When calling to mind the reasons that made the bunkers so appealing to me almost twenty years ago, I see it clearly now as a case of intuition and also as a convergence between the reality of the structure and the fact of its implantation alongside the ocean: a convergence between my awareness of spatial phenomena – the strong pull of the shores – and their being the locus of the works of the “Atlantic Wall” (Atlantikwall) facing the open sea, facing out into the void.
Organized by the Center for Industrial Creation and presented at the Museum of Decorative Arts in Paris from December 1975 through February 1976.
The pictures were taken by Paul Virilio from 1958 to 1965.
Princeton Architectural Press
When I hear what we call music, it seems to me that someone is talking, talking about his feelings or his ideas of relationships. But when I hear the sound of traffic outside my house, I don’t really have the feeling that anyone is talking. I love the activity of sound. I don’t need sound to talk to me. I love sounds just as they are.
– John Cage
Whether one is at home or traveling, there is constant visual input. An image-maker is asked to make distinctions and decisions on what to extract. Having been involved in this practice for over 30 years, I try and free myself of expectations, even of my own. I’ve looked at graffiti all over the world. I appreciate its noise. I didn’t look for anything in particular; I didn’t look for skill. I just accepted graffitti’s visual noise. For the last three years I’ve captured what had previously passed in front of my eyes as something that was just there, just the everyday. The noise was like sound to me.
…extracts from the constant visual noise we witness, if our eyes are open. I long to make this book endless. …something that just keeps on going: a book-loop.
– Ari Marcopoulos
The Ari Marcopoulos Purple Book
A special edition for Purple Fashion Magazine #12
co-published with Studio Zero
Brancusi’s atelier on the Impasse Ronsin, Paris.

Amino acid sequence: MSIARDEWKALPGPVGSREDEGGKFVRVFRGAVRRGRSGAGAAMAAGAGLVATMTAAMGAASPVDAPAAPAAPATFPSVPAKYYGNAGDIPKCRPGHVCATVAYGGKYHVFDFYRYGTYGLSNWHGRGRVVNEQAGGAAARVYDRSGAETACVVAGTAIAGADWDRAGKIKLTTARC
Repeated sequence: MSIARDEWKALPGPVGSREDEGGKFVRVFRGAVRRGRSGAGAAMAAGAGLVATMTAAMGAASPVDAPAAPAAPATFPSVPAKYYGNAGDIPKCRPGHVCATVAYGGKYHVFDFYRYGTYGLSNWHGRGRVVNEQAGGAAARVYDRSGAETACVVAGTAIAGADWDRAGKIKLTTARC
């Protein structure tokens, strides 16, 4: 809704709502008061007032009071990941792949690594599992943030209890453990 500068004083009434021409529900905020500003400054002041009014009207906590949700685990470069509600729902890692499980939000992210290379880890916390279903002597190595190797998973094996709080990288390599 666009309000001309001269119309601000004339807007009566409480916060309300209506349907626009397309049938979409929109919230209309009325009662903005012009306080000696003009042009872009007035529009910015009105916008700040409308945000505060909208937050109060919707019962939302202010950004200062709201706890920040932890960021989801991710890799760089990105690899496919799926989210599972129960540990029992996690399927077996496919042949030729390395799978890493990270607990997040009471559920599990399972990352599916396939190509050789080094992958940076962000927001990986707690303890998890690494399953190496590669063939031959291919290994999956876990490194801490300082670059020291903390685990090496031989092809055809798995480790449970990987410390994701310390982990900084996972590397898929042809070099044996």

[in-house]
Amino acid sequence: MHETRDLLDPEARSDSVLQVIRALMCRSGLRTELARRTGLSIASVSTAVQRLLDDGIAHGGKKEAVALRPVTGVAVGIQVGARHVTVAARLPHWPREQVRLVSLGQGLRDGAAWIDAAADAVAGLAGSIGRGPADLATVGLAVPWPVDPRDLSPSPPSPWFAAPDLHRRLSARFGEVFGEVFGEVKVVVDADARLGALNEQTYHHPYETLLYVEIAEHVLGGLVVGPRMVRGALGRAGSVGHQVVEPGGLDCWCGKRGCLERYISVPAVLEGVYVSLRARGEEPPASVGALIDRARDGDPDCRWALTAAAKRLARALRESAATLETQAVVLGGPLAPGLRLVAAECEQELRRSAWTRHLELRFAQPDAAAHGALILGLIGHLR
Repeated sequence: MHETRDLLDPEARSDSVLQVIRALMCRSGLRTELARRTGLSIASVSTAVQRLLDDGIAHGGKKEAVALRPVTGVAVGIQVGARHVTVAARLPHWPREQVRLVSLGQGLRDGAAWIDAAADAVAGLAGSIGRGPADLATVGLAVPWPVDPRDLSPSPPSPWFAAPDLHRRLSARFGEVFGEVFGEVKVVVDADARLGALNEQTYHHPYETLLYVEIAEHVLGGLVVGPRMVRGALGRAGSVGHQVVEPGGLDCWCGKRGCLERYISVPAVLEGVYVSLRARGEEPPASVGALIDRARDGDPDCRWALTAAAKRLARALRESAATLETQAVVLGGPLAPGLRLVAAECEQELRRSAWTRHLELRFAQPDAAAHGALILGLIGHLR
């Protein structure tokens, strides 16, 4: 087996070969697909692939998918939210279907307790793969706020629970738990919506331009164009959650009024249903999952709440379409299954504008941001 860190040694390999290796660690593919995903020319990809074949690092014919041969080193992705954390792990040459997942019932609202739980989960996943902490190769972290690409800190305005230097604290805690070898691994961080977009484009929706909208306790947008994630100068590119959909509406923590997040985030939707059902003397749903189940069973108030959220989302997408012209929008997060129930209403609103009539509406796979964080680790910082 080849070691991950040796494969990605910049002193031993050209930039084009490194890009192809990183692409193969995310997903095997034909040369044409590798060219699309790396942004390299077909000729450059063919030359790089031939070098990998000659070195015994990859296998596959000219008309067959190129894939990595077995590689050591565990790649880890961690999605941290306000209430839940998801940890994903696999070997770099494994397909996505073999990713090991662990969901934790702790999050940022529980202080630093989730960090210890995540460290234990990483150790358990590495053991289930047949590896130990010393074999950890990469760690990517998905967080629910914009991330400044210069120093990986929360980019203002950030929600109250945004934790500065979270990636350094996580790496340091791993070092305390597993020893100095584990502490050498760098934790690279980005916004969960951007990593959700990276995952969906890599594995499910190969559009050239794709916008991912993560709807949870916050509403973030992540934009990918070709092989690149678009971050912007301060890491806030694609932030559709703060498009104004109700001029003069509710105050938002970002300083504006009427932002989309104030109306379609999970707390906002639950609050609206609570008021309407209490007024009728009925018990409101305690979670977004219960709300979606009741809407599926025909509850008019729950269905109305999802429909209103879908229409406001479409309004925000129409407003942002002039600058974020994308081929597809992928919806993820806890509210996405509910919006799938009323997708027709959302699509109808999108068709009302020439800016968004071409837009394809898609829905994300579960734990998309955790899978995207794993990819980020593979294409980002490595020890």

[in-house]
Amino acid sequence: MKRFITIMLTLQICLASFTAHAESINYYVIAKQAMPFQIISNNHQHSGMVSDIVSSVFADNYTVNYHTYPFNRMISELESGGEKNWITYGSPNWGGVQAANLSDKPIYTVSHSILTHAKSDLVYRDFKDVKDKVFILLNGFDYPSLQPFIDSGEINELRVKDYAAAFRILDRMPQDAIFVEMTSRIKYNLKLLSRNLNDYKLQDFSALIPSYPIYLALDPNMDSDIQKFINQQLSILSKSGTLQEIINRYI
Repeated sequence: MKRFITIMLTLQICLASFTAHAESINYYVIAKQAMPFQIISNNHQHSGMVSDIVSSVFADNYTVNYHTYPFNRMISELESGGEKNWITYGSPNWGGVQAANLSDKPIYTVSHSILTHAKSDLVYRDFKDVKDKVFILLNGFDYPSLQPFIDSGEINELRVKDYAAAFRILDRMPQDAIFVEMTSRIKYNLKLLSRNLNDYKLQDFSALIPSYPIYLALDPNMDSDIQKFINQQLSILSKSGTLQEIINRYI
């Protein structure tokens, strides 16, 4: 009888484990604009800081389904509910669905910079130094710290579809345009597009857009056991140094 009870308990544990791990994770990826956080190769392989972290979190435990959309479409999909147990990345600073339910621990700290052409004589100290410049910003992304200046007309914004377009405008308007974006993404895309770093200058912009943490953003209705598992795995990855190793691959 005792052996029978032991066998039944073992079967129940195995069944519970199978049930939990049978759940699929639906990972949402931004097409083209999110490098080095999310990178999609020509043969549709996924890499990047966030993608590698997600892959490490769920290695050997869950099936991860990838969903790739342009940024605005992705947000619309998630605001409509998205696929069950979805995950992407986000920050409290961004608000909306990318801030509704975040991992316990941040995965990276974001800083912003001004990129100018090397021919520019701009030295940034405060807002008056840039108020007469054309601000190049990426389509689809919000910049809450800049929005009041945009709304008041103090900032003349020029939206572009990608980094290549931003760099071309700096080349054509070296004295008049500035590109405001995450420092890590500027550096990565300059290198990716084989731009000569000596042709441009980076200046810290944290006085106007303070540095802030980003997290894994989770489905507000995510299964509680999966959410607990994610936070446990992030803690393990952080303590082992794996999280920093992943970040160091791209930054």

Brancusi in his atelier, 1933 – 1934.
Maiastra, 1915 – 1918.
Constantin Brancusi was born in Romania, at the heart of the wide valleys that encompass the Carpathian Mountains and the Danube. These lands are a repository of ancient European civilizations, their people seemingly predisposed to a spontaneous, vibrant awareness of an archaic sensibility. Transmitted through primary, primeval forms, unmodified by time, this consciousness is contemporaneous with its own eternity, perpetually ready for new beginnings.
Through the emergence of what was to be his quintessential oeuvre, Brancusi reasserted the presence of this monumental, solar, cosmological dream mythology. Transfixed between the need for a personal form of expression and the impersonal statement of truth, he found the way to obliterate in himself any manifestation of the self. His work transformed the material substance of his sculptures into light and the profane space into something sacred. His was an art of transformation.
On what compelled him to write his book on the French poet, Charles Baudelaire:
“His metaphysics. It may seem bizarre, but it is nonetheless true. There is a metaphysic of Baudelaire, and it’s the true subject of the book I dedicated to the man. The Baudelaire who was a disciple of Joseph de Maistre, the ant-naturalist Baudelaire, the Baudelaire who praises artifice and make believe over spontaneity, the Baudelaire who only liked women wearing makeup, the Baudelaire who believed that those who said they were friends of the human race had a good chance of becoming it’s assassins. The Baudelaire who despised Robespierre, the Baudelaire who did not believe in community, the Baudelaire who who knew that men are born alone, and die alone, and they go through life almost alone as well. This is the Baudelaire who fascinated me. It is he who, twenty years after I put myself inside his skin in order to feel his agony, accompanies me still today.”
SOME/THINGS project encompasses a bi-annual book/magazine publication and publishing house producing limited edition artist books/objects as well as a art/design consulting agency. Their aim is to create something that goes beyond a basic product- something more involved, engaging and personal- something with a story.
SOME/THINGS Magazine content is based on active collaboration with some of the most visionary artists, designers and personalities of our time. It comprises an extensive selection of images, in depth conversations and interviews as well as previously never published material. A conscious decision has been made for there to be no advertising of any form and no news section. SOME/THINGS Magazine shuns a fast approach preferring to take time to discover and re-discover works that transcend boundaries of their medium and that engage with reality.
Issue one is a 304 page hand bound edition with fully opening spine.